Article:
New York City car dealer Bronx Honda and its general manager, Carlo Fittanto, will pay $1.5 million to settle Federal Trade Commission charges they discriminated against African-American and Hispanic car buyers and engaged in numerous other illegal business practices.
According to the FTC’s complaint, the defendants told salespeople to charge higher financing markups and fees to African-American and Hispanic customers. The defendants told employees that these groups should be targeted due to their limited education, and not to attempt the same practices with non-Hispanic white consumers. According to the complaint, African-American and Hispanic customers paid more for financing than similarly situated non-Hispanic white consumers.
The complaint alleges that African-American consumers were charged about $163 more in interest than similarly situated non-Hispanic white consumers, while Hispanic consumers were charged about $211 more in interest.
In addition to alleged racial discrimination, the defendants are charged with numerous illegal practices in the advertising and sales process that caused consumers to pay substantially more than they expect. The complaint alleges that the defendants:
- failed to honor advertised sale prices, inflating the cost through a variety of methods;
- changed the sales price on paperwork in the middle of the sale without telling the consumer, a practice the defendants internally referred to as adding “air money” to the contract;
- double-charged consumers for taxes and fees without their knowledge; and
- told consumers that they had to pay thousands of dollars in unnecessary fees to purchase “certified pre-owned” cars that were not required by that program.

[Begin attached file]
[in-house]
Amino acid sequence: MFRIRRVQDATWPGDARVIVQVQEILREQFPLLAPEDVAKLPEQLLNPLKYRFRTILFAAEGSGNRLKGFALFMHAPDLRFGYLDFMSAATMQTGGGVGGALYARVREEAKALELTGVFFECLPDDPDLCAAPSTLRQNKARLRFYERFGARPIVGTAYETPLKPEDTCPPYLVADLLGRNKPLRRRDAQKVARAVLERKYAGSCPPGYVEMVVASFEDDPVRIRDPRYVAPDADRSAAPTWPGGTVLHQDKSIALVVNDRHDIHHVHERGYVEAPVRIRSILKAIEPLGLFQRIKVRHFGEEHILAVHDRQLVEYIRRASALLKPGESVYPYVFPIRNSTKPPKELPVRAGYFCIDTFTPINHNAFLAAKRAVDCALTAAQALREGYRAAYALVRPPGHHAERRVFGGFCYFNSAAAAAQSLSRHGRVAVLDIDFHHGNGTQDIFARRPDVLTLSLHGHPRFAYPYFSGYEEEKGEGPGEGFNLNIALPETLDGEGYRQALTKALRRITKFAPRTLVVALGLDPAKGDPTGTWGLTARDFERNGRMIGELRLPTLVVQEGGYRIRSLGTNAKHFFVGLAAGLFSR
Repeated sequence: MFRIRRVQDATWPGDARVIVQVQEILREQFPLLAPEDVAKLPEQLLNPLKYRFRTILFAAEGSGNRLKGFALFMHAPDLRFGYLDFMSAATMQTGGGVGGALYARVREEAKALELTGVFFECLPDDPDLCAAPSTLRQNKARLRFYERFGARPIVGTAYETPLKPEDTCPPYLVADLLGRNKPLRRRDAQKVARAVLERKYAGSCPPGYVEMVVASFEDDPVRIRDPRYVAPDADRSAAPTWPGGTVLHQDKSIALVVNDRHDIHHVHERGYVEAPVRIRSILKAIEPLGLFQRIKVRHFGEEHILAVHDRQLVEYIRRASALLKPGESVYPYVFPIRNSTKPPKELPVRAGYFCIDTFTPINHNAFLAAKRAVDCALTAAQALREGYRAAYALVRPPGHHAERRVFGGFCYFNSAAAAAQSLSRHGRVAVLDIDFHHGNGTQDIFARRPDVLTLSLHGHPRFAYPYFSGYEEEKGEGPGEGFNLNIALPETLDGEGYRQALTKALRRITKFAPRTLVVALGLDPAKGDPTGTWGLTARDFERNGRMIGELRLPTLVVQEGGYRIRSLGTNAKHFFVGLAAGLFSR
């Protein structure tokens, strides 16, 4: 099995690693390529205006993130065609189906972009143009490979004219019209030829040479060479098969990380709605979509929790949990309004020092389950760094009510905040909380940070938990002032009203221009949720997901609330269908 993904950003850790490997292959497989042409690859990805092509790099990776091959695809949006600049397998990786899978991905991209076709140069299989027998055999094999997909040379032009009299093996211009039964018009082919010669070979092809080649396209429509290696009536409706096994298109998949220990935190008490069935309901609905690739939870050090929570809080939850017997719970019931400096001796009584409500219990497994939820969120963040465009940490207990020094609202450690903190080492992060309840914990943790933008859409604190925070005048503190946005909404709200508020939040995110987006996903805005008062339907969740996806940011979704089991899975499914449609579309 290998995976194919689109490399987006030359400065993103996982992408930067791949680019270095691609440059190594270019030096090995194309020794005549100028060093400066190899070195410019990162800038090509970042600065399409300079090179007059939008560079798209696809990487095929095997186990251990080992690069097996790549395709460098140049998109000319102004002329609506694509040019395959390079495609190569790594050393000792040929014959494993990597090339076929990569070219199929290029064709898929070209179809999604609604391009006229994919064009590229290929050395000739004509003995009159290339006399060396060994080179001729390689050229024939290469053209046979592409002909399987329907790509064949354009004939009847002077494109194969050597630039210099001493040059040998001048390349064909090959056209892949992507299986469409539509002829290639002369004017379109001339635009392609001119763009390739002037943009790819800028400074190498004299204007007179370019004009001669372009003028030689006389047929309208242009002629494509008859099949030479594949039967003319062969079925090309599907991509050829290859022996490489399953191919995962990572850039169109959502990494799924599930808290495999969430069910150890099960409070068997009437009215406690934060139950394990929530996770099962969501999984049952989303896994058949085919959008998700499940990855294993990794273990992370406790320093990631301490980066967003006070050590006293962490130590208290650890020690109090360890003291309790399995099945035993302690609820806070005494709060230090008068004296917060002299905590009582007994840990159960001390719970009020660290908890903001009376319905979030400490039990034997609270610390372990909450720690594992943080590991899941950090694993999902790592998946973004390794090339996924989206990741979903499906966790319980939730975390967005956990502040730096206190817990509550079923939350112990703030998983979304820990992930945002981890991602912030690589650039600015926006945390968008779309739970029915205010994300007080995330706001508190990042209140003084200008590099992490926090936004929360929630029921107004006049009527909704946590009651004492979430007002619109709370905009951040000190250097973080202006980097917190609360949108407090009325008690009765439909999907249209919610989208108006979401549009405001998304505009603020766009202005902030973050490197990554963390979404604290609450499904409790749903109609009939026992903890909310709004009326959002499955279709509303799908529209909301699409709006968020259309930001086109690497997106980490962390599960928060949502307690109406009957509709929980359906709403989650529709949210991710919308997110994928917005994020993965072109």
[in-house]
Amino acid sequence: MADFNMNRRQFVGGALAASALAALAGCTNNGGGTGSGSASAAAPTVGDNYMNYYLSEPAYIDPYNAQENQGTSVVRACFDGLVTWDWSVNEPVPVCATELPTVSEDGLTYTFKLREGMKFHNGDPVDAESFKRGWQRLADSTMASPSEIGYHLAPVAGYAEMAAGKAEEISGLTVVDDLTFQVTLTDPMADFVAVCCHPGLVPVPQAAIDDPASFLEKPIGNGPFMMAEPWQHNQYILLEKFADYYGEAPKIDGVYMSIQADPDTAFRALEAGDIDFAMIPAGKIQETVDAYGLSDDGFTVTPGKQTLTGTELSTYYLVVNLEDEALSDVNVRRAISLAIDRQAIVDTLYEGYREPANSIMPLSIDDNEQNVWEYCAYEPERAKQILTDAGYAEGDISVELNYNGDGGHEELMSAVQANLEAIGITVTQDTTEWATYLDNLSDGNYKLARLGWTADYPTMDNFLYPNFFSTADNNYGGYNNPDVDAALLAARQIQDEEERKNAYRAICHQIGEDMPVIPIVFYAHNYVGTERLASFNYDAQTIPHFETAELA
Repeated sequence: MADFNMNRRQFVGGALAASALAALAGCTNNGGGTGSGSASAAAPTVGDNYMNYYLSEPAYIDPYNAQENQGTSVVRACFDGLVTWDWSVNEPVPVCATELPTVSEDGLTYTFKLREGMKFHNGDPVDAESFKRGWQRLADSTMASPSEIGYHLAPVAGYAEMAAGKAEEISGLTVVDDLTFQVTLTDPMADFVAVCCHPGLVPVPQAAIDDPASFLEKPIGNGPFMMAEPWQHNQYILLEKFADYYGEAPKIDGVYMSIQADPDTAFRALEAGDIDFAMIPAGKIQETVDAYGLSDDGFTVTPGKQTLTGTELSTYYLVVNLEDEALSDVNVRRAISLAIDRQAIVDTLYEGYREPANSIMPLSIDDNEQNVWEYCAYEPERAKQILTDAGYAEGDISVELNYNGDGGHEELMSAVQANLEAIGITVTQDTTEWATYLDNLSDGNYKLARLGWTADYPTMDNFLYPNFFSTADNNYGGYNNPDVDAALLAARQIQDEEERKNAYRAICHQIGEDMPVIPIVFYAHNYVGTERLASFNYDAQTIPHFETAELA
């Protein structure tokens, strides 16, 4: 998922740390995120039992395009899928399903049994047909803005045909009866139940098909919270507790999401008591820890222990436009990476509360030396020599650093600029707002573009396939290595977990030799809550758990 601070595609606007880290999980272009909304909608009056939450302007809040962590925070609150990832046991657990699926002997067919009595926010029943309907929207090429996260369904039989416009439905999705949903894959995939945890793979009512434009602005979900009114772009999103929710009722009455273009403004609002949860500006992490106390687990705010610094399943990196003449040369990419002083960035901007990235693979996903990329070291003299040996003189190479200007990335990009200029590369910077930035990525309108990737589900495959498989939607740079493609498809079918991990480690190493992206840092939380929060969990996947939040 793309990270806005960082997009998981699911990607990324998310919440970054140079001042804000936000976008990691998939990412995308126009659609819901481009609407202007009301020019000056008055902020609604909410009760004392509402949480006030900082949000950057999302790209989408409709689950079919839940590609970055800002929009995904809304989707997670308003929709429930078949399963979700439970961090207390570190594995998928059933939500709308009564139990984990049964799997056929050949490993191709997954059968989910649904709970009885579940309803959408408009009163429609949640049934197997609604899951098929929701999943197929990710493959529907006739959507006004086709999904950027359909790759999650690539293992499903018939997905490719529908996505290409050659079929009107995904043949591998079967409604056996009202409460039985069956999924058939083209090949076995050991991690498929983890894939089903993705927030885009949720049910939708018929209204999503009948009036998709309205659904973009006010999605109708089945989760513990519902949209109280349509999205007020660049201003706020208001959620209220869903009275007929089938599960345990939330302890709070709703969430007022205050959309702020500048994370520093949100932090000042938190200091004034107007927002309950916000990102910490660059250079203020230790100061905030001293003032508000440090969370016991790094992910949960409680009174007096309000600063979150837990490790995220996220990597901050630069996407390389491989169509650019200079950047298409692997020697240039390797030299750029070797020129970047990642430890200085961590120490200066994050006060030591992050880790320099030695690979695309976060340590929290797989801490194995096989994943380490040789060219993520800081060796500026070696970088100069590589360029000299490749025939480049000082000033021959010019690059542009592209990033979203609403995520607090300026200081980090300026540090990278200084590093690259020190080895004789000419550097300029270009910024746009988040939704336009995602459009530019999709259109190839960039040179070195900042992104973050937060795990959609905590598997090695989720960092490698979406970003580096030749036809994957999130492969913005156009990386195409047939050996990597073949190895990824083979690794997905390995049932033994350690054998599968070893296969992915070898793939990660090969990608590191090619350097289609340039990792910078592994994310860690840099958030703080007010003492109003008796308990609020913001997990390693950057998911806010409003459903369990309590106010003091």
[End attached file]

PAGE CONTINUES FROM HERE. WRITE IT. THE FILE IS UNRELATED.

The complaint alleges that the defendants violated the FTC Act, the Truth in Lending Act (TILA), and the Equal Credit Opportunity Act (ECOA). In addition to the $1.5 million payment that will be used to provide redress to consumers, the settlements also prohibit Bronx Honda and Fittanto from misrepresenting the cost or terms to buy, lease, or finance a car, or whether a fee or charge is optional. They will also be required to establish a fair lending program that will, among other components, cap the amount of additional interest markup they can charge consumers.
The FTC would like to thank the Bronx District Attorney’s Office for its invaluable assistance with the investigation and for its work as a law enforcement partner in protecting consumers.
The Commission vote authorizing the staff to file the complaint and stipulated the final order was 5-0. Commissioner Rohit Chopra and Commissioner Rebecca Kelly Slaughter each issued concurring statements. The FTC filed the complaint and final order in the U.S. District Court for the Southern District of New York.
NOTE: The Commission files a complaint when it has “reason to believe” that the named defendants are violating or are about to violate the law and it appears to the Commission that a proceeding is in the public interest. Stipulated final injunctions/orders have the force of law when approved and signed by the District Court judge